Investors, environmentalists and the public are demanding that fossil fuel companies make changes to their business models to reduce emissions, even as consumer demand for oil, gas and even coal remains robust. With one of the most challenging years on record for transport and transport-affiliated industries, the COVID-19 pandemic has forced a major rethinking of business strategy for the world’s largest energy producers. In September of this year, Bernard Looney, CEO of British Petroleum (BP), made his long-awaited pitch to investors concerning his unprecedented ideas for the future of BP. Mr Looney presented a vision of a BP independent of oil and gas and heavily invested in renewables, also setting ambitious targets for the energy giant, including but not limited to reaching 50 gigawatts of renewable energy production by 2030 and converging on net-zero emissions by 2050. Mr Looney further stated that the company would only pursue renewable capacity that came with the right returns, rather than chasing capacity for the sake of it.
Some of the earliest opportunities for BP in the renewables sector have been in hydrogen. Preliminary plans to break into the industry included partnering with Danish wind power group Ørsted to develop a green hydrogen project at the Lingen refinery in Germany, producing hydrocarbons from oil. The idea is to extract hydrogen through the electrolysis of water, splitting water into hydrogen and oxygen, and using hydrogen fuel cells to generate electricity. The project’s green expansion had been stagnant since 2016, however events this year seem to have acted as an accelerator, with talks of eventually extending the size of the plant to 500 MW, ten times the initial hydrogen energy capacity. The refinery will be powered via a North Sea wind farm, an increasingly attractive location for renewable wind power. BP has also formed a foothold in the offshore wind farm industry by agreeing to buy a 50% stake in two Equinor projects, a Norwegian petroleum refiner, for 1.1 billion USD.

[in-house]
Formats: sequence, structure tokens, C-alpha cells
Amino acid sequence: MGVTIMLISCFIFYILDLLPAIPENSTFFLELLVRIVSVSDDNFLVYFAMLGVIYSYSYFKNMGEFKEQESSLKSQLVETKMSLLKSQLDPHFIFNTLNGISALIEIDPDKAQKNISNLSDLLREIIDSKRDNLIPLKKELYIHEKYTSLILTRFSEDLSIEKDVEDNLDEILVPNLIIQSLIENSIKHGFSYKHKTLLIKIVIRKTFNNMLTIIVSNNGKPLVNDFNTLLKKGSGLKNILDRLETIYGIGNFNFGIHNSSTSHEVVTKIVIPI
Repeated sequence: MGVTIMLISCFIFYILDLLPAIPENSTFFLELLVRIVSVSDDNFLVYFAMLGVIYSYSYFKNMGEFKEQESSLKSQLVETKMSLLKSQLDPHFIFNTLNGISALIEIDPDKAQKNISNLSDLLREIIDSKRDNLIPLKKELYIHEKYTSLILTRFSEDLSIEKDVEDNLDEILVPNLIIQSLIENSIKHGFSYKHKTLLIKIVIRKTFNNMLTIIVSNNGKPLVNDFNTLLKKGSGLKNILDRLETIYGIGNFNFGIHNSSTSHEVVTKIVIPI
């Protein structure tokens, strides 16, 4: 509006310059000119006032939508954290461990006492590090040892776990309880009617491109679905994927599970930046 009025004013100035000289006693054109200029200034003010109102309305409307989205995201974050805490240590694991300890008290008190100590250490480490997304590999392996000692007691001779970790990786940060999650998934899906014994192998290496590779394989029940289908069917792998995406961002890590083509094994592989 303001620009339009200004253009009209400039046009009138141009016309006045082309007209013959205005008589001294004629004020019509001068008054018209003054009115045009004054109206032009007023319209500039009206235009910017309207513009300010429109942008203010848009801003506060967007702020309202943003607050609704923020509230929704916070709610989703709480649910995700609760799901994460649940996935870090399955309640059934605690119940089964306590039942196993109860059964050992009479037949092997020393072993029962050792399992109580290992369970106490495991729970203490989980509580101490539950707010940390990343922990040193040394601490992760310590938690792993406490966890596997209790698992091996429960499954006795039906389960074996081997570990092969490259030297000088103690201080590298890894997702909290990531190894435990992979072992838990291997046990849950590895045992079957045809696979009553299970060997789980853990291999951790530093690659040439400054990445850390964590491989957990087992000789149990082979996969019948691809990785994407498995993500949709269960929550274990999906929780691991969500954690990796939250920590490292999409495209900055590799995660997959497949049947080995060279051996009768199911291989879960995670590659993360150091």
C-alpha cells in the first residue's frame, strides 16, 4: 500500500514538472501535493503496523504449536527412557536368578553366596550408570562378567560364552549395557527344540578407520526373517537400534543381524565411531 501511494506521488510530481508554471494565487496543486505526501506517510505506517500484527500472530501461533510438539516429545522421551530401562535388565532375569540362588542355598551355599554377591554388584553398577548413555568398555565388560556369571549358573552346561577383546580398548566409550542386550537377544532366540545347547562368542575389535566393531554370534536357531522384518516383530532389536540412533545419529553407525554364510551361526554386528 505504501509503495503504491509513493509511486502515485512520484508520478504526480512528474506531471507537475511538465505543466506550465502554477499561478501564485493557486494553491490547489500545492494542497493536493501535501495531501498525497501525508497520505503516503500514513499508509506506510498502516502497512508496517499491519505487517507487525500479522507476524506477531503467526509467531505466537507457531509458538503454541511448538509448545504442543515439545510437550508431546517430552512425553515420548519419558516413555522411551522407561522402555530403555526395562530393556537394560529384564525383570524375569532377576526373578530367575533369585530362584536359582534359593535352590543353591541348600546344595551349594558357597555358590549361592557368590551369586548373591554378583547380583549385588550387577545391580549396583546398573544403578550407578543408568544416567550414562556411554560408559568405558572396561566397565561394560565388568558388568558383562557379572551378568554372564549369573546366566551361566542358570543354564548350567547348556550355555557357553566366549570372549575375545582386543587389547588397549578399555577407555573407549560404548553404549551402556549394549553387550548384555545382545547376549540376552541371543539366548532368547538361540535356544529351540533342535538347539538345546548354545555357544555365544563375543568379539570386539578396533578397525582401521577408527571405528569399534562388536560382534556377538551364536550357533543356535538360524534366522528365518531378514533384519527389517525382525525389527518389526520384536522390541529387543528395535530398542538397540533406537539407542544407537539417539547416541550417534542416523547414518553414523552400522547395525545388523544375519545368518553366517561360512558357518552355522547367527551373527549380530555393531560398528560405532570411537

BP’s new green investment horizon is broad, as the firm seeks further opportunities spanning solar power and biofuels. This includes a joint venture between BP and Bunge Bioenergia, a joint venture that combines BP and Bioenergia’s Brazilian bioenergy and sugarcane ethanol businesses. The venture covers 11 sites with a total production capacity of 32 million metric tonnes of sugarcane a year, to be converted to biofuel, a diesel alternative. Finally, Lightsource BP, a partnership in solar power has seen BP increase its stake to 50% and a plan to expand to 10GW of solar energy by 2023.
There are however opposing ethical and economic arguments concerning BP’s pledge. Analysts at Morgan Stanley calculated that per unit of energy produced, there is up to 5 times as much capital required to produce the energy through renewables as opposed to through oil and gas projects. In addition, although BP’s stock has rallied since it’s COVID-19 challenges began in March, and investor confidence has returned, as the company begins to sell or dismantle its lucrative petroleum and petrochemical arms, it will need to see rapid and substantial returns in its new ventures to limit the damages to its balance sheet. On the other hand, from investors’ perspectives, investment in oil stocks and derivatives is becoming less and less attractive as ESG opportunities have shown outstanding returns this year. This will especially be the case with the EU’s new green finance rules, starting next year, which will impose tougher disclosure requirements on investors in oil companies. Combined with the UK’s ten-point plan geared towards creating a green economy, public and private efforts to launch renewable enterprises will rise quickly. As it stands, the EU’s plans have won the support of a range of investors; in particular their plans to increase investments in renewables by a factor of 10 in the coming years and to move away from oil were even praised by organisations such as Greenpeace, which has used this year to rally a call for greater action against climate change.
BP’s transformation has only just begun and there remains a lot the firm’s new strategy has yet to prove. However, it is evident from its rapid and diverse range of renewable investments that the firm is motivated and fully aligned with its new goals.
By Will Kollard
Sector Head: Edouard Nelson